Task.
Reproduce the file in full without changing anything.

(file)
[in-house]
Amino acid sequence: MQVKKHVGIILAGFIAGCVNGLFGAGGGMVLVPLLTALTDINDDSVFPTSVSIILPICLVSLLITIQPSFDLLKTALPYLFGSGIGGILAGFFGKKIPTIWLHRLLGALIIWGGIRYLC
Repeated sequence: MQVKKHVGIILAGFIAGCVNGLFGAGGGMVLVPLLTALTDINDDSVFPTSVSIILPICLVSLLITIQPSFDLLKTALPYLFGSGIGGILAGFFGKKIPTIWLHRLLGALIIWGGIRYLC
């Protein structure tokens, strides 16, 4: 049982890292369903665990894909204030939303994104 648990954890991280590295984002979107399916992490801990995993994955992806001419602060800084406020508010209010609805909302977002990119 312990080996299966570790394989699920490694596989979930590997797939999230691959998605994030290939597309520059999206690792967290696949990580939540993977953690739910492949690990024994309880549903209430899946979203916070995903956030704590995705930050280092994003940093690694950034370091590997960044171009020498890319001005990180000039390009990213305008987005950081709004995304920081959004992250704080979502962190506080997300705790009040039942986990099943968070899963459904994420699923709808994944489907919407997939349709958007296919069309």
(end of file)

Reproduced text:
[in-house]
Amino acid sequence: MQVKKHVGIILAGFIAGCVNGLFGAGGGMVLVPLLTALTDINDDSVFPTSVSIILPICLVSLLITIQPSFDLLKTALPYLFGSGIGGILAGFFGKKIPTIWLHRLLGALIIWGGIRYLC
Repeated sequence: MQVKKHVGIILAGFIAGCVNGLFGAGGGMVLVPLLTALTDINDDSVFPTSVSIILPICLVSLLITIQPSFDLLKTALPYLFGSGIGGILAGFFGKKIPTIWLHRLLGALIIWGGIRYLC
């Protein structure tokens, strides 16, 4: 049982890292369903665990894909204030939303994104 648990954890991280590295984002979107399916992490801990995993994955992806001419602060800084406020508010209010609805909302977002990119 312990080996299966570790394989699920490694596989979930590997797939999230691959998605994030290939597309520059999206690792967290696949990580939540993977953690739910492949690990024994309880549903209430899946979203916070995903956030704590995705930050280092994003940093690694950034370091590997960044171009020498890319001005990180000039390009990213305008987005950081709004995304920081959004992250704080979502962190506080997300705790009040039942986990099943968070899963459904994420699923709808994944489907919407997939349709958007296919069309």